Political missteps are to be expected as one of the vicissitudes of life. They happen, you recalibrate, and you keep going. Self-immolation like this, on the other hand, is a whole other problem.
[NOTE: this article may contain commentary reflecting the views of the author.]
Since Trump appointees tilted the courts in Conservatives’ favor for first time in generations, Democrats have viewed the court as illegitimate and a problem to solve.
We see this in the open hostility from Schumer’s own ‘reap the whirlwind’ speech on the steps of the Supreme Court when he called out Trump appointees by name.
We see it in a sudden interest in legitimizing the previously-unthinkable possiblity of packing the court. And we see the ground for that battle being prepared in negative stories being shared about Republican nominees to the court. One of their favorite targets is Justice Clarence Thomas. Thomas has been getting a lot of negative press lately.
If that seems coordinated… that’s because it was.
Money was raised by ‘Fix The Court’ — another ‘Arabella Advisors’ brainchild.
Fix the Court, a charity that spun off in 2021 after being a project of the New Venture Fund, a nonprofit group managed by the liberal dark money behemoth and for-profit company Arabella Advisors, is part of a seemingly coordinated campaign calling for Supreme Court justices to disclose more about their finances. Now, the organization is in disarray after unwittingly providing the Washington Examiner with unredacted copies of its own donors in 2021 and 2022.
“As you can see if you’ve reviewed the forms, I’m not a good fundraiser,” Gabe Roth, executive director of Fix the Court and a former vice president at the Democratic consulting firm SKDK, told the Washington Examiner on Wednesday. “I’m not a good CPA. I’m a klutz. Schedule B is not something that is sent out, right? It’s not made public. Like, if you’re donating to a 501(c)(3), the IRS gets to see who donates to you, but the general public doesn’t.”
“I mean, basically, I’ve tried to donate money; I have failed,” Roth added. “I tried to raise money; I have failed. I have only two foundations that give me money, and if their names become public, they’re never going to talk to me again, and Fix the Court is over. My screwup this morning probably cost me my job.”
The executive director added, “I really just don’t know what to do here” and that he “just f***ed up in a minute” after the group had been operating for almost a decade. — WashingtonExaminer
That ‘you’ll never work in this town again’ line must be haunting Roth right now.
According to their website, Fix the Court advocates for 18-year term limits for Supreme Court Justices and for greater transparency and accountability at the highest court in the land. The organization circulated spurious sexual assault claims against then-prospective Justice Brett Kavanaugh in 2018, and reportedly purchased the domain names Brettkavanaugh.com and Brettkavanaugh.net for that purpose. Fix the Court has also blasted Justice Clarence Thomas for not formally disclosing certain gifts he received from billionaire Harlan Crow.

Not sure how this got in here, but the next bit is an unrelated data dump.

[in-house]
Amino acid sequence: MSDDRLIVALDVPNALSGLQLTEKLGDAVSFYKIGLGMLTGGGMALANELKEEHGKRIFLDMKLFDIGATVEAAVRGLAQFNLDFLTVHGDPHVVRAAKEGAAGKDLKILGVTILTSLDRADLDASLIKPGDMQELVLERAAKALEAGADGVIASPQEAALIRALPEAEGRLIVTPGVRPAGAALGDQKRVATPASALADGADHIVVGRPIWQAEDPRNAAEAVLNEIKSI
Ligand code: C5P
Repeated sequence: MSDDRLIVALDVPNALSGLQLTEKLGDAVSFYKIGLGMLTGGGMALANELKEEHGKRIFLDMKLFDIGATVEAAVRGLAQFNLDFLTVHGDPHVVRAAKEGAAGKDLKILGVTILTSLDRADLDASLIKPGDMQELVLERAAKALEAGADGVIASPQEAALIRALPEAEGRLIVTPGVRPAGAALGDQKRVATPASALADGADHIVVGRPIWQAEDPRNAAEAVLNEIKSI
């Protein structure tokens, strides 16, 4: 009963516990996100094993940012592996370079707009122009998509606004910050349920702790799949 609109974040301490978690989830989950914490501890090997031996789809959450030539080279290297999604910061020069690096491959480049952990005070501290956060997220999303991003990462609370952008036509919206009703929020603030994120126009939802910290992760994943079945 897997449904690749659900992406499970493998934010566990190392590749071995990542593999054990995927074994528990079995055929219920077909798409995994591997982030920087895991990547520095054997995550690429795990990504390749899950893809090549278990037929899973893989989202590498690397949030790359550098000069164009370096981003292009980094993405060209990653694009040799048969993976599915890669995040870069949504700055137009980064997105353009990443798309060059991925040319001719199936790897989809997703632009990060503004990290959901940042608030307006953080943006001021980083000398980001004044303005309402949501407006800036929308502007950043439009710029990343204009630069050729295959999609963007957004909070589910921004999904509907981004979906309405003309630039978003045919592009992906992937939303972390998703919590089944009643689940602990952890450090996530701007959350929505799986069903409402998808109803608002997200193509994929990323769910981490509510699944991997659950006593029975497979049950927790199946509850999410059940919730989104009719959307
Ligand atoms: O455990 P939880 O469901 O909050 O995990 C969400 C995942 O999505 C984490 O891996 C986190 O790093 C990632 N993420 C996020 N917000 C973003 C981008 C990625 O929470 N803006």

Parker Thayer, investigative researcher at Capital Research Center, a conservative think-tank, said that Roth’s reaction reveals that his group is “not serious about transparency.”
“They have attempted to smear honorable men like Justice Thomas over his own financial disclosures but are apparently terrified at the thought of someone obtaining their own,” Thayer said.
You may not be familiar with the dark money group behind Fix The Court. It’s run by a Swiss billionaire who fancies himself a philanthropist. Here’s a little taste of who they are:
The Atlantic magazine called Arabella’s network of nonprofits “the massive progressive dark money group you’ve never heard of.” Politico referred to the Sixteen Thirty Fund, the advocacy arm of the Arabella nonprofit network, as both a “little-known” and “massive” dark money group that spent $140 million in the 2018 election cycle.
The New York Times reported: “The system of political financing, which often obscures the identities of donors, is known as dark money, and Arabella’s network is a leading vehicle for it on the left.”
The Atlantic called the Sixteen Thirty Fund “the indisputable heavyweight of Democratic dark money,” which sent “roughly $61 million of effectively untraceable money to progressive causes,” making it the “second-largest super-PAC donor in 2020.”
The North Fund is a lobbying group that is partially funded by the Sixteen Thirty Fund.
In 2020, Arabella’s nonprofit network had total revenues of $1.67 billion and spent $1.26 billion—of which $896 million was in grants to left-leaning political organizations, according to the Capital Research Center. That’s more than double the combined amount of $731 million in revenue in 2019.
“Arabella nonprofits form the most powerful liberal lobbying force in Washington, yet pretend to be uninterested in politics,” said Hayden Ludwig, investigative researcher with Capital Research Center.
The Arabella nonprofit network has included more than 300 “pop-up” groups, according to the Capital Research Center, that target issues such as health care, abortion, net neutrality, the judiciary, by funding pro-Democrat organizations, funding commercials, or cranking out left-leaning studies and reports.
A pop-up is an advocacy group that emerges in a congressional district or state for a single election cycle, runs ads or issues reports, and then disappears after the campaign is over. — DailySignal